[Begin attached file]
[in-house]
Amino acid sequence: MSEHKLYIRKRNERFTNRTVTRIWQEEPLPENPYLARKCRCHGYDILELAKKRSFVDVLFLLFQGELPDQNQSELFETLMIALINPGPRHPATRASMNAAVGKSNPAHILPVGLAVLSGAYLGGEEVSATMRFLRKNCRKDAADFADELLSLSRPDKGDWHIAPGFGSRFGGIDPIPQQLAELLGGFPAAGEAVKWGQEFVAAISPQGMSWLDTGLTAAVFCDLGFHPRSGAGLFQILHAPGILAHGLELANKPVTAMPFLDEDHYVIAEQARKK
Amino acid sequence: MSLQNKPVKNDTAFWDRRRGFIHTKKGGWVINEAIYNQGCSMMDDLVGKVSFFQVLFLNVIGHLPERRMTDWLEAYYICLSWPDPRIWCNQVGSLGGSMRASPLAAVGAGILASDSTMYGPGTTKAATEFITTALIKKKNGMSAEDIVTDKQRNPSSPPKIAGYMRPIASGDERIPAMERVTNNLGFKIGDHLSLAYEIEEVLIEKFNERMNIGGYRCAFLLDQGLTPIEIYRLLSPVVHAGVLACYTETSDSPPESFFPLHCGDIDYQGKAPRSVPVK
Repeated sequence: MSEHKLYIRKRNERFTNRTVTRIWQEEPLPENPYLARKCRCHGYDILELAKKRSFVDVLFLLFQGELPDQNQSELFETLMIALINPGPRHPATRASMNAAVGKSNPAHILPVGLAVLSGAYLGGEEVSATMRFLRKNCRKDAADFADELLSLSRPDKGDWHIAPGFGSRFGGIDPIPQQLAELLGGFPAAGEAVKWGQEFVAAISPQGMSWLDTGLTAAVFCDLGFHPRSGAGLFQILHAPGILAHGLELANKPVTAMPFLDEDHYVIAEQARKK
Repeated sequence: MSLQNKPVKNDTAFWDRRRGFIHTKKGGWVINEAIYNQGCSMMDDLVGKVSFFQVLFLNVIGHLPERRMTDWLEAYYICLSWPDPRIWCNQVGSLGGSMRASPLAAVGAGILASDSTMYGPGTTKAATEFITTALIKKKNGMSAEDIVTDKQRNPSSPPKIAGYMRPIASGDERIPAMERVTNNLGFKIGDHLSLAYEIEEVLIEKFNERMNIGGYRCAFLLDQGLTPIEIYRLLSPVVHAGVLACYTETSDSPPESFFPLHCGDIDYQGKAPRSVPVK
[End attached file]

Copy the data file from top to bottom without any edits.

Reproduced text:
[in-house]
Amino acid sequence: MSEHKLYIRKRNERFTNRTVTRIWQEEPLPENPYLARKCRCHGYDILELAKKRSFVDVLFLLFQGELPDQNQSELFETLMIALINPGPRHPATRASMNAAVGKSNPAHILPVGLAVLSGAYLGGEEVSATMRFLRKNCRKDAADFADELLSLSRPDKGDWHIAPGFGSRFGGIDPIPQQLAELLGGFPAAGEAVKWGQEFVAAISPQGMSWLDTGLTAAVFCDLGFHPRSGAGLFQILHAPGILAHGLELANKPVTAMPFLDEDHYVIAEQARKK
Amino acid sequence: MSLQNKPVKNDTAFWDRRRGFIHTKKGGWVINEAIYNQGCSMMDDLVGKVSFFQVLFLNVIGHLPERRMTDWLEAYYICLSWPDPRIWCNQVGSLGGSMRASPLAAVGAGILASDSTMYGPGTTKAATEFITTALIKKKNGMSAEDIVTDKQRNPSSPPKIAGYMRPIASGDERIPAMERVTNNLGFKIGDHLSLAYEIEEVLIEKFNERMNIGGYRCAFLLDQGLTPIEIYRLLSPVVHAGVLACYTETSDSPPESFFPLHCGDIDYQGKAPRSVPVK
Repeated sequence: MSEHKLYIRKRNERFTNRTVTRIWQEEPLPENPYLARKCRCHGYDILELAKKRSFVDVLFLLFQGELPDQNQSELFETLMIALINPGPRHPATRASMNAAVGKSNPAHILPVGLAVLSGAYLGGEEVSATMRFLRKNCRKDAADFADELLSLSRPDKGDWHIAPGFGSRFGGIDPIPQQLAELLGGFPAAGEAVKWGQEFVAAISPQGMSWLDTGLTAAVFCDLGFHPRSGAGLFQILHAPGILAHGLELANKPVTAMPFLDEDHYVIAEQARKK
Repeated sequence: MSLQNKPVKNDTAFWDRRRGFIHTKKGGWVINEAIYNQGCSMMDDLVGKVSFFQVLFLNVIGHLPERRMTDWLEAYYICLSWPDPRIWCNQVGSLGGSMRASPLAAVGAGILASDSTMYGPGTTKAATEFITTALIKKKNGMSAEDIVTDKQRNPSSPPKIAGYMRPIASGDERIPAMERVTNNLGFKIGDHLSLAYEIEEVLIEKFNERMNIGGYRCAFLLDQGLTPIEIYRLLSPVVHAGVLACYTETSDSPPESFFPLHCGDIDYQGKAPRSVPVK